Traces of the Multitude [E]

Term: Spring 2010

Subject Code: GSOC

Course Number: 5063

Michael Hardt and Antonio Negri conceptualize "World Society" as one world-covering empire, which represents a new global form of sovereignty establishing “a decentered and de-territorialized apparatus of rules” by the fact that it “brings together economic power and political power” to implement “a properly capitalist order” (Hardt/Negri). But within this seemingly impenetrable totality the Multitude emerges, a counterpart to Empire which gains its emancipatory potency through changes in the globalized mode of production. Hardt and Negri make a case for interpreting the Foucauldian notion of "biopolitics" to show the Multitude as “the living alternative that grows within Empire” (Hardt/Negri). On the other hand, one could argue that with this emphasis on biopolitics (combined with Schmittian ideas about law) Hardt and Negri neglect the dialectics of law in world society, thus depriving the Multitude of emancipatory use of juridical struggles.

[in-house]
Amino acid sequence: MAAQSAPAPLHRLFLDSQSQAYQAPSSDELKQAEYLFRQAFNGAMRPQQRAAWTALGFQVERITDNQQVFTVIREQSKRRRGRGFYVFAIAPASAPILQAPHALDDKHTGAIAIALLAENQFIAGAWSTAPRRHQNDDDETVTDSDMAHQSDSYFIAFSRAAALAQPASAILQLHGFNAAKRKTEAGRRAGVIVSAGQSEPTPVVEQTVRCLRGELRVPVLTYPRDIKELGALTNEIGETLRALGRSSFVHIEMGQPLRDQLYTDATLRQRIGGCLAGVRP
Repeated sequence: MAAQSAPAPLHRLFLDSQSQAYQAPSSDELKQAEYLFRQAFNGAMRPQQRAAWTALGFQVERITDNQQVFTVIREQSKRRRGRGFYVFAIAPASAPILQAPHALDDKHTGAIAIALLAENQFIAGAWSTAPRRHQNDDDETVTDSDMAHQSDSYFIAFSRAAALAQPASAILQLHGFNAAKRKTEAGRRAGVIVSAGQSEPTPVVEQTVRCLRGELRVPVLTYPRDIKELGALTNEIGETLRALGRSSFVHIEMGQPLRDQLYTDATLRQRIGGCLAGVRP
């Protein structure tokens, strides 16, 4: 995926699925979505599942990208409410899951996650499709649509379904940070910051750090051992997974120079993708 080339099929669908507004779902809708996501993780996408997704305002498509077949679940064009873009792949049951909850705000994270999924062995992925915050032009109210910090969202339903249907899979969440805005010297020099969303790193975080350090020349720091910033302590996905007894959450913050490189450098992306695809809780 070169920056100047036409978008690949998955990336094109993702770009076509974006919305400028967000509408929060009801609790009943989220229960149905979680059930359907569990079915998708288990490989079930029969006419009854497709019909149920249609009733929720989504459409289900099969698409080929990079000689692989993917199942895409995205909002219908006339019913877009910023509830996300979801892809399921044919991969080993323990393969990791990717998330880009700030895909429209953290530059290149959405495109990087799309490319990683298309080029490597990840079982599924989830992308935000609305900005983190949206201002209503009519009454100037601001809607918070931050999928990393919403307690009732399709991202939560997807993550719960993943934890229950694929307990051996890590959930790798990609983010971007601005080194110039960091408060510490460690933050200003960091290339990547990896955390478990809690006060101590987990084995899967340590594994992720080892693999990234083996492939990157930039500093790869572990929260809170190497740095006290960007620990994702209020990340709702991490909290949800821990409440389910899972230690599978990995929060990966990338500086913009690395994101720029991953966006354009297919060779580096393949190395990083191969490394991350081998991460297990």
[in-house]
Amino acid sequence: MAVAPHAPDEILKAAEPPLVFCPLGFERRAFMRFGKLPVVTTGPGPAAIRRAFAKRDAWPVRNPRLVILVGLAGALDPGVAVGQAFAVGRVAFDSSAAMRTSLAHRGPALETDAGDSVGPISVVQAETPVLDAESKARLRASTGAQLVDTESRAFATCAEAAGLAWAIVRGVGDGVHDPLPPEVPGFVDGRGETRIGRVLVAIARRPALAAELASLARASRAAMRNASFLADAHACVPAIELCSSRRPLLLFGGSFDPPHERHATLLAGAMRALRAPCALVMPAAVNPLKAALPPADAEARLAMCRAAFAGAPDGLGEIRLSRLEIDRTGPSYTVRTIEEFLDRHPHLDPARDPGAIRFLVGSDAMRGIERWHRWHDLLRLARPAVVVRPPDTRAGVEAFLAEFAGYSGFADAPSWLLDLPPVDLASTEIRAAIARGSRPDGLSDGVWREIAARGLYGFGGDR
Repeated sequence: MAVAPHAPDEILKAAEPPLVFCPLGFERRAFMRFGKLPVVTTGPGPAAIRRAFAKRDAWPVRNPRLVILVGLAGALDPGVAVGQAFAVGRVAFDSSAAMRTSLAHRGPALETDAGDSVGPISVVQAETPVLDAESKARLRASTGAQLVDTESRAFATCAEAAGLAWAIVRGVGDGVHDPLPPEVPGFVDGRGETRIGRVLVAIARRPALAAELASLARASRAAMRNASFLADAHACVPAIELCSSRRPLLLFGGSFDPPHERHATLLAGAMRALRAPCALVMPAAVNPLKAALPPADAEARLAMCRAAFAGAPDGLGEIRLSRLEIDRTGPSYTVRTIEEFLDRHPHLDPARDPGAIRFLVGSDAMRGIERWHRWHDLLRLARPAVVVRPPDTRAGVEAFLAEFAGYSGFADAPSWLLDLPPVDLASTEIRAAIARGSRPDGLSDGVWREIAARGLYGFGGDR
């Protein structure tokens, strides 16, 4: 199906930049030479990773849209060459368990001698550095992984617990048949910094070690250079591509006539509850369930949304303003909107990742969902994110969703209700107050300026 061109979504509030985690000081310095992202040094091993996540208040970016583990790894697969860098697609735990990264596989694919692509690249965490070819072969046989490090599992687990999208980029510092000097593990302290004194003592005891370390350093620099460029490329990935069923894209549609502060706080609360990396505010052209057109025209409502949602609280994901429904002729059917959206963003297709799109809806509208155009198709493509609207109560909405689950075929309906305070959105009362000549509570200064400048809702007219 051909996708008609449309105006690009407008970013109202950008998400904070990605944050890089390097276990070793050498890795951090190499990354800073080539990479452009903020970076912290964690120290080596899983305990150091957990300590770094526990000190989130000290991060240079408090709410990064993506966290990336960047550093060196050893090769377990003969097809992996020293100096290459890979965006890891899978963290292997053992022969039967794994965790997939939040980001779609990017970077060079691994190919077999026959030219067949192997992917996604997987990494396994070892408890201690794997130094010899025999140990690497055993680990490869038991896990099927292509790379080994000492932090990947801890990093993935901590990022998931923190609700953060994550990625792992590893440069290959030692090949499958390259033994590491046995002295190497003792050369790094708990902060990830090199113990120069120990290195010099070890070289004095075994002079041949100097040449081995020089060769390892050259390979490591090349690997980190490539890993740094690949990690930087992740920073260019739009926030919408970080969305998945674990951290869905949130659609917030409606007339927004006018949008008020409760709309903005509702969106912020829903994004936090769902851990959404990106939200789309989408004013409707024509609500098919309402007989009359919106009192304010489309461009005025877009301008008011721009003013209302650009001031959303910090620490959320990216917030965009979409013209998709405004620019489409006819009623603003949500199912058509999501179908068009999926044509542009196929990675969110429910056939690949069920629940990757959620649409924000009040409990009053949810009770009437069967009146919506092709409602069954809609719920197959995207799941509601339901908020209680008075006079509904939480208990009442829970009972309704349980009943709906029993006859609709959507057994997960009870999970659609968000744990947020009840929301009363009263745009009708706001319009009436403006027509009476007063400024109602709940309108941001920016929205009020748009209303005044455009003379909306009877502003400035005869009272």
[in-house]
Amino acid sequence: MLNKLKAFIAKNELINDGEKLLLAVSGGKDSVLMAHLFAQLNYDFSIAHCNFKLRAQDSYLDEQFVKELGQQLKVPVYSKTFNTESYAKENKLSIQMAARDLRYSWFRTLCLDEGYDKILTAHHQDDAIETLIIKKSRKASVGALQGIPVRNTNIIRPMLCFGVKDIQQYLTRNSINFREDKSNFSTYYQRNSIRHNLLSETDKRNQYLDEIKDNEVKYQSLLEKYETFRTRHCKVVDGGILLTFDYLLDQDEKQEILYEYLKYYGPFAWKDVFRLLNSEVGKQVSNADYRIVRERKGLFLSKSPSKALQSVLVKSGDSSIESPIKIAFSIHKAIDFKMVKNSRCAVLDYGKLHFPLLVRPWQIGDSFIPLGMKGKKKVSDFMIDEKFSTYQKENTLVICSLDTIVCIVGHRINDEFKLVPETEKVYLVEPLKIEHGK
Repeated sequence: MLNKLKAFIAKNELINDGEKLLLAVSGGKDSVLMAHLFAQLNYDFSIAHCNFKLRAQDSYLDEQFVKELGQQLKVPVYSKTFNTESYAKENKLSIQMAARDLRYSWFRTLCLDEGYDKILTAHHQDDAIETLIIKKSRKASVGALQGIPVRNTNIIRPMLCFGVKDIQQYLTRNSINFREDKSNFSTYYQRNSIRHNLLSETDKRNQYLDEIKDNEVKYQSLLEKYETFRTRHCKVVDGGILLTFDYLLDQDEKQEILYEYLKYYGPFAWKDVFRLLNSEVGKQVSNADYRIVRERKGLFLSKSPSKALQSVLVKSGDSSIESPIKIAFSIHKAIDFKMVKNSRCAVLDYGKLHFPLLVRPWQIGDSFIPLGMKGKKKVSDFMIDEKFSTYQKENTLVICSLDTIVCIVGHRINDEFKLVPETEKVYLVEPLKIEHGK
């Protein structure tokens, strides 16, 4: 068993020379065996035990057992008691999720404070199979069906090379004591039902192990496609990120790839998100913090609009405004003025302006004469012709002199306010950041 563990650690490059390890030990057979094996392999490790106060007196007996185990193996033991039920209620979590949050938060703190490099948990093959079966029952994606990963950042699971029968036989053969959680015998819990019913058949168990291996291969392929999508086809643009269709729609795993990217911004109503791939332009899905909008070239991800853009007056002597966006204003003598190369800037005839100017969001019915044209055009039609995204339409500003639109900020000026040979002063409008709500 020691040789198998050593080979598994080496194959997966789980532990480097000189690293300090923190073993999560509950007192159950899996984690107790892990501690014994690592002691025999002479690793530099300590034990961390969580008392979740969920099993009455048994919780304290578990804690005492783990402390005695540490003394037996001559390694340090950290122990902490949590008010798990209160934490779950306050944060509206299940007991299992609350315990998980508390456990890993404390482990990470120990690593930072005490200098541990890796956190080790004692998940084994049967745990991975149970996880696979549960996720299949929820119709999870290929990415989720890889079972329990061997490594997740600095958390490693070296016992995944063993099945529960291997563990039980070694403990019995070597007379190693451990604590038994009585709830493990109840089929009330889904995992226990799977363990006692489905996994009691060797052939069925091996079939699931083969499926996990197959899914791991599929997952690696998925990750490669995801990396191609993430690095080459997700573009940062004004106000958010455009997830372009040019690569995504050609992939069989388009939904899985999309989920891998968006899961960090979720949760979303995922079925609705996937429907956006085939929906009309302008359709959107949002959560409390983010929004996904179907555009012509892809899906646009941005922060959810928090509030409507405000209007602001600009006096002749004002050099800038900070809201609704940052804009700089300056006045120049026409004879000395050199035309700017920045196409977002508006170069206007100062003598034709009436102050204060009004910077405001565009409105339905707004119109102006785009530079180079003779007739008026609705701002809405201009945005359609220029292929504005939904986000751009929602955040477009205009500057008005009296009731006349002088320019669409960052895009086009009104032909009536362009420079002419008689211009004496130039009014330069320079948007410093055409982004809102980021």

This seminar deals with the dialectics of law in world society by analyzing world law through the lenses of systems-theory and (post-/neo-) Marxist approaches, strengthening the concept of Multitude. Readings include: Michael Hardt and Antonio Negri, Michel Foucault, China Miéville, Susan Marks, Hauke Brunkhorst, Niklas Luhmann, Gunther Teubner, B.S. Chimni, Antony Anghie.



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